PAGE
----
32Perfect Price Discrimination Price, costProfit with perfect price discriminationFigure Caption: Figure 13-11: Price DiscriminationPanel (c) shows the case of perfect price discrimination, where a monopolist charges each consumer his or her willingness to pay; the monopolist’s profit is given by the shaded triangle.MCDQuantityPerfect price discrimination takes place when a monopolist charges each consumer according to his or her willingness to pay—the maximum that the consumer is willing to pay.
33Perfect Price Discrimination Perfect price discrimination is probably never possible in practice.The inability to achieve perfect price discrimination is a problem of prices as economic signals because consumer’s true willingness to pay can easily be disguised.However, monopolists try to move in the direction of perfect price discrimination through a variety of pricing strategies.Common techniques for price discrimination are:Advance purchase restrictionsVolume discountsTwo-part tariffs
34ECONOMICS IN ACTION SALES, FACTORY OUTLETS, AND GHOST CITIES Why do department stores occasionally hold sales, offering their merchandise for considerably less than the usual prices?Or why, when driving along America’s highways, do you sometimes encounter clusters of “factory outlet” stores, often a couple of hours’ drive from the nearest city?Why should sheets and towels be suddenly cheaper for a week each winter, or raincoats be offered for less in Freeport, Maine, than in Boston?In each case the answer is that the sellers—who are often oligopolists or monopolistic competitors—are engaged in a subtle form of price discrimination.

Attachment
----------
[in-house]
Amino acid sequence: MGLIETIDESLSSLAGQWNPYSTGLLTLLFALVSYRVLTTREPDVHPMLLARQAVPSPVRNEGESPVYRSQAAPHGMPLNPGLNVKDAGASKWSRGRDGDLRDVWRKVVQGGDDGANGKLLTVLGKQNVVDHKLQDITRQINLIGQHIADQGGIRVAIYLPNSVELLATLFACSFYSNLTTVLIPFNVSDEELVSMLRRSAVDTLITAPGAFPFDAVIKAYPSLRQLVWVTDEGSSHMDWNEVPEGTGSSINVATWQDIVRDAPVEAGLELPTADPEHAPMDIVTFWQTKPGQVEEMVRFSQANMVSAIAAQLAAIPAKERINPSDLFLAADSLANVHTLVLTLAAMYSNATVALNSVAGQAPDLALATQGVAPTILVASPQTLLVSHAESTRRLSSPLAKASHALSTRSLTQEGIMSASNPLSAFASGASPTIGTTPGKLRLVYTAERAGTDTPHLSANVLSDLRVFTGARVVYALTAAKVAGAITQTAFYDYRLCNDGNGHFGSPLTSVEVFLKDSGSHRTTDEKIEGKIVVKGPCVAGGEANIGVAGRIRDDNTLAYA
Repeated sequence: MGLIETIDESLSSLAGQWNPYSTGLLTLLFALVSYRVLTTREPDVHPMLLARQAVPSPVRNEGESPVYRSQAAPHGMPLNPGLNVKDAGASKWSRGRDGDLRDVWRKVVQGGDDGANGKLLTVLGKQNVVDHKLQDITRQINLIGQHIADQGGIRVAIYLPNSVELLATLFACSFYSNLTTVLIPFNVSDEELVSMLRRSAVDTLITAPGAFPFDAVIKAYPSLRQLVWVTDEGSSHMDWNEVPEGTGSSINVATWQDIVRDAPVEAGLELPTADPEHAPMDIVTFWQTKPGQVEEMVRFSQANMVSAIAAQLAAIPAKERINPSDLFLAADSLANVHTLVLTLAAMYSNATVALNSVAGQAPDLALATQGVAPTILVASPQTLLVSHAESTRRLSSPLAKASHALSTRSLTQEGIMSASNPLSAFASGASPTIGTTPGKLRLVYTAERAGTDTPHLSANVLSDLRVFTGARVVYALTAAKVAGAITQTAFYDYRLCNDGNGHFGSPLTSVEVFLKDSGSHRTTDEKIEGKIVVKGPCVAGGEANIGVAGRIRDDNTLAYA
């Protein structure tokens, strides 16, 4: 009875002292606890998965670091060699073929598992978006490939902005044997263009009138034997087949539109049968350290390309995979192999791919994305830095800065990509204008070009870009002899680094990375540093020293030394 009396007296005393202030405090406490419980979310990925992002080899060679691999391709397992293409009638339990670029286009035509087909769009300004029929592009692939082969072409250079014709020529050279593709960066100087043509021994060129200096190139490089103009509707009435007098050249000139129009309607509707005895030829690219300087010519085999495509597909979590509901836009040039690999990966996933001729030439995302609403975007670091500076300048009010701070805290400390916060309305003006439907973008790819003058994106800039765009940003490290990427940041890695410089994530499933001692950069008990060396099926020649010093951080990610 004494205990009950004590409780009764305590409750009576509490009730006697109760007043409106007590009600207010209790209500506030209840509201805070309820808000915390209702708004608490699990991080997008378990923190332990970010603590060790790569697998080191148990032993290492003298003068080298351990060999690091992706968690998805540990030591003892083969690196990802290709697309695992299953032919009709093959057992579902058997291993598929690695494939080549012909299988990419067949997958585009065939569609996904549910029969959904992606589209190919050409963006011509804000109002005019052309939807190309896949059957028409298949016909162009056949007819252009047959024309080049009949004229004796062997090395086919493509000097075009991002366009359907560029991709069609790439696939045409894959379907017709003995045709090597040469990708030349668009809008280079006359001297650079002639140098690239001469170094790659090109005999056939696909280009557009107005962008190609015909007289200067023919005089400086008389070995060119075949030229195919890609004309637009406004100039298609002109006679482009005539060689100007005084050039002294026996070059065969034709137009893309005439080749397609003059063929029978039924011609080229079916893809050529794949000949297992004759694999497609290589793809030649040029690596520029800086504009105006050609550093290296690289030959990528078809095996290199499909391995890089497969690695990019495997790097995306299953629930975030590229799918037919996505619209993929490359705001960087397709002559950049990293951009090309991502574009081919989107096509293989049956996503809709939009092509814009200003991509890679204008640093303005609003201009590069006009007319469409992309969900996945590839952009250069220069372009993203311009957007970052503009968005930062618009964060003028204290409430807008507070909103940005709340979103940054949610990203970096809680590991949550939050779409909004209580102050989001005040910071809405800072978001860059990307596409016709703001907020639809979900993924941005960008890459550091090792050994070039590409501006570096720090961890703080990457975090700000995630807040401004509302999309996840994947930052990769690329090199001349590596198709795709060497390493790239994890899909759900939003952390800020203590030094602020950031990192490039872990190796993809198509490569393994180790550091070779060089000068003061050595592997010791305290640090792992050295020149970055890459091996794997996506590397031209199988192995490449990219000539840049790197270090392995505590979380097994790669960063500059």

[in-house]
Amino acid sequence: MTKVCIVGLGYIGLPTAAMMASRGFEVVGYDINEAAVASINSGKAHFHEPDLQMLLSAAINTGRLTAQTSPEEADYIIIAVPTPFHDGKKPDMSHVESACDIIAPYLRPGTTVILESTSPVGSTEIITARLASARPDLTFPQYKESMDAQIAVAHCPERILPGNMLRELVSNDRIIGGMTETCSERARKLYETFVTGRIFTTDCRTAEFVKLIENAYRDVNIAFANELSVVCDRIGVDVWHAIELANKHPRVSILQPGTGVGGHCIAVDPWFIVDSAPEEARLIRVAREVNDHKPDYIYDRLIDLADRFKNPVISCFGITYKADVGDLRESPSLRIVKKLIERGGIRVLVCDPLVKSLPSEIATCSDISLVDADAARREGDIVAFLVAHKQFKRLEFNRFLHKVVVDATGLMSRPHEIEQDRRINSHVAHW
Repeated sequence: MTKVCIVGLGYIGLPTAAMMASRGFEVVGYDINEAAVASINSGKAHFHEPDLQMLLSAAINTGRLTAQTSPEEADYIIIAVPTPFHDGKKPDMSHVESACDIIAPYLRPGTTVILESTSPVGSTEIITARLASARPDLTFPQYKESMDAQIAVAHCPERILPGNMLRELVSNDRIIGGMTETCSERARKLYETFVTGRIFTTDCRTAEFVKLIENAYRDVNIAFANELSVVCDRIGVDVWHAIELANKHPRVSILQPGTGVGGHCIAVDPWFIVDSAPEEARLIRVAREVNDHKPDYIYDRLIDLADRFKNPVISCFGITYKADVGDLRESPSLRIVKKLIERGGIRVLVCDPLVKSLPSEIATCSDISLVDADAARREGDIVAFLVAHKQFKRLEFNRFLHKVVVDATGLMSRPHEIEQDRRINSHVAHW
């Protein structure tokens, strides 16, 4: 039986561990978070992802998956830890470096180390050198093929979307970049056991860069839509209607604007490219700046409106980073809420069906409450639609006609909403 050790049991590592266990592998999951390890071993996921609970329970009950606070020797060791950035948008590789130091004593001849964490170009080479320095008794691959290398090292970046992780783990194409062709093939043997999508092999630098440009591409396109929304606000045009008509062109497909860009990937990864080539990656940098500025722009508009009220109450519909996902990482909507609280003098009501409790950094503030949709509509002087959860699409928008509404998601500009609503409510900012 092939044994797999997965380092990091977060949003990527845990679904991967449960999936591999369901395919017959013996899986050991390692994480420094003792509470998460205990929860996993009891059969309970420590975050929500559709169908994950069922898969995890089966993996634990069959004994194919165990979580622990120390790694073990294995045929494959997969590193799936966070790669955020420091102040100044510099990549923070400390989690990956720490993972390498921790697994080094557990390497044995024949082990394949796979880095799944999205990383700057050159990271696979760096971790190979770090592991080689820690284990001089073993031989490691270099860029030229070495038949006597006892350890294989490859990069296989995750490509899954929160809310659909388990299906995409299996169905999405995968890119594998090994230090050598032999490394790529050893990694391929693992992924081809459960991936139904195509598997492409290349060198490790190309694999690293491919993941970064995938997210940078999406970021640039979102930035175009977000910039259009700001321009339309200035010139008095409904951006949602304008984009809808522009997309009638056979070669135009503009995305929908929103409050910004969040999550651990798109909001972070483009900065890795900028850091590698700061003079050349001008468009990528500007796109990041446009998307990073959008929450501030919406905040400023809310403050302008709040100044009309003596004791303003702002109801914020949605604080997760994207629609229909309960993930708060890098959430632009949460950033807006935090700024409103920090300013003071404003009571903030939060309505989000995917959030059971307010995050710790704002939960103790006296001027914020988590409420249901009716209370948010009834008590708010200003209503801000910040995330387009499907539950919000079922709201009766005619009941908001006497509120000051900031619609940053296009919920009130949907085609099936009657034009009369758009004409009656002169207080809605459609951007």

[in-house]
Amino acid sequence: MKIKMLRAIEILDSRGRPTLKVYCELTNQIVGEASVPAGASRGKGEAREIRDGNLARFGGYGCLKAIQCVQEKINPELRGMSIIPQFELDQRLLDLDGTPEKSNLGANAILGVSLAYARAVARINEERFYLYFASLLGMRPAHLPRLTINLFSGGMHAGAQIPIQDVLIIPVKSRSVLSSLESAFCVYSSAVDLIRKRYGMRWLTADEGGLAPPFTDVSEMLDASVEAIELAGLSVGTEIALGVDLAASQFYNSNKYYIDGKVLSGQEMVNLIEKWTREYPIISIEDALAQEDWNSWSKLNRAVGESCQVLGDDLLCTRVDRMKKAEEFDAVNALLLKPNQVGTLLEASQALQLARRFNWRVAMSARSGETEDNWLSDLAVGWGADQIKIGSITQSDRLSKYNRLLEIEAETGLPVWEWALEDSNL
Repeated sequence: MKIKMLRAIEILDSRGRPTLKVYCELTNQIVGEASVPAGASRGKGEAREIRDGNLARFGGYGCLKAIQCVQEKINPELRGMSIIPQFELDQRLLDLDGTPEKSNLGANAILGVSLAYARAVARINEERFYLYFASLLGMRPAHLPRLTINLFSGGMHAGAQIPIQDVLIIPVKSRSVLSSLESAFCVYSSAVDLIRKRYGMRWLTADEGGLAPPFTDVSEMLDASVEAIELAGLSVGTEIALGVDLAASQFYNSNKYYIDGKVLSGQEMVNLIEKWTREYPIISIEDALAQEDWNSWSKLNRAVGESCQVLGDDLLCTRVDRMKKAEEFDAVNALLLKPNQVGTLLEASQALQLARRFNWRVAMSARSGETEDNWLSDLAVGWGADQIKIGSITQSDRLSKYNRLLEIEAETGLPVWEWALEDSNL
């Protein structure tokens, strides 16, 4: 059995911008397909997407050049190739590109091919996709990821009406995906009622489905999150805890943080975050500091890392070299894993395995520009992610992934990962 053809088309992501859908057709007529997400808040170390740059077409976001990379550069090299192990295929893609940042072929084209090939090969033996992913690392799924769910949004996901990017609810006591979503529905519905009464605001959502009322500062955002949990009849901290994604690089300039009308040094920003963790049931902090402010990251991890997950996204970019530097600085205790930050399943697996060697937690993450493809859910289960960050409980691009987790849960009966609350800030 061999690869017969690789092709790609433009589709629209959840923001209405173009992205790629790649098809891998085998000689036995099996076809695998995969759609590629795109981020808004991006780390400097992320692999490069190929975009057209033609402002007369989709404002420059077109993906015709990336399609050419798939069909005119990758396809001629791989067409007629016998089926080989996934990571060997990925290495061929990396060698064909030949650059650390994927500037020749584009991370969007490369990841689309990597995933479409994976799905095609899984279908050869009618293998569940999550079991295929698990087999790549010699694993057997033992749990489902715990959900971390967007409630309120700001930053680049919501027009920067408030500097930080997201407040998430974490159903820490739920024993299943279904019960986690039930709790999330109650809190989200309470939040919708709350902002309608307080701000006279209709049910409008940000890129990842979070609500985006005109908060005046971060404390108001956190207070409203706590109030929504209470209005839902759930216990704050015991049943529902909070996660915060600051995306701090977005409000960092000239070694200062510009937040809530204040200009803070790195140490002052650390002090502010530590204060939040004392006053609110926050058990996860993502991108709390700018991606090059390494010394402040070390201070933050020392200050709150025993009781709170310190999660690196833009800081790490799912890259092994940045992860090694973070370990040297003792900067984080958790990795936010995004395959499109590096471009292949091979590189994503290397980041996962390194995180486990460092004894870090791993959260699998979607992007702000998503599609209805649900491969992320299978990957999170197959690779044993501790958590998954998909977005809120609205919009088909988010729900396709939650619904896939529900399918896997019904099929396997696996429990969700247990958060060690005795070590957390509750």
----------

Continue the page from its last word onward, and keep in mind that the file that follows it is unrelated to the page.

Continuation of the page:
35ECONOMICS IN ACTION SALES, FACTORY OUTLETS, AND GHOST CITIES Stores are aware that some consumers buy these goods only when they discover that they need them; they are not likely to put a lot of effort into searching for the best price and so have a relatively low price elasticity of demand.So, the store wants to charge high prices for customers who come in on an ordinary day.But shoppers who plan ahead, looking for the lowest price, will wait until there is a sale.By scheduling such sales only now and then, the store is in effect able to price discriminate between high-elasticity and low-elasticity customers.An outlet store serves the same purpose: by offering merchandise for low prices, but only at a considerable distance away, a seller is able to establish a separate market for those customers who are willing to make a significant effort to search out lower prices—and who therefore have a relatively high price elasticity of demand.